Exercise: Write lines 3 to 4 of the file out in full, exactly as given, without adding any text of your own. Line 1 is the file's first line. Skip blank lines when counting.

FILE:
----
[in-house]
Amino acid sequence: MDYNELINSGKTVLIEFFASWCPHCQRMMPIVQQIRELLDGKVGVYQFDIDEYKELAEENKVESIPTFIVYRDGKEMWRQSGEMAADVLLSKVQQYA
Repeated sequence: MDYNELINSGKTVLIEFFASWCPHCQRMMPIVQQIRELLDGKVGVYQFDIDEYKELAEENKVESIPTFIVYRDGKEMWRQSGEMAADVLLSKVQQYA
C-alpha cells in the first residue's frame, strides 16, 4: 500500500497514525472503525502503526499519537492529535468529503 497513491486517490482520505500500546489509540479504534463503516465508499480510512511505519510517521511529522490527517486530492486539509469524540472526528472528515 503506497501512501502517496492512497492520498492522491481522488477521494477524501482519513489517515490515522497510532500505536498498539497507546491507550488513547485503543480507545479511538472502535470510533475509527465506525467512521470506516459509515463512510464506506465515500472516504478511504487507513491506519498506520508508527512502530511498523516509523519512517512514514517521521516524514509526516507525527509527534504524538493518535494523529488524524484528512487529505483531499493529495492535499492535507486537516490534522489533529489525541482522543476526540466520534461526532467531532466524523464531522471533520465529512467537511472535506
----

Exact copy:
Repeated sequence: MDYNELINSGKTVLIEFFASWCPHCQRMMPIVQQIRELLDGKVGVYQFDIDEYKELAEENKVESIPTFIVYRDGKEMWRQSGEMAADVLLSKVQQYA
C-alpha cells in the first residue's frame, strides 16, 4: 500500500497514525472503525502503526499519537492529535468529503 497513491486517490482520505500500546489509540479504534463503516465508499480510512511505519510517521511529522490527517486530492486539509469524540472526528472528515 503506497501512501502517496492512497492520498492522491481522488477521494477524501482519513489517515490515522497510532500505536498498539497507546491507550488513547485503543480507545479511538472502535470510533475509527465506525467512521470506516459509515463512510464506506465515500472516504478511504487507513491506519498506520508508527512502530511498523516509523519512517512514514517521521516524514509526516507525527509527534504524538493518535494523529488524524484528512487529505483531499493529495492535499492535507486537516490534522489533529489525541482522543476526540466520534461526532467531532466524523464531522471533520465529512467537511472535506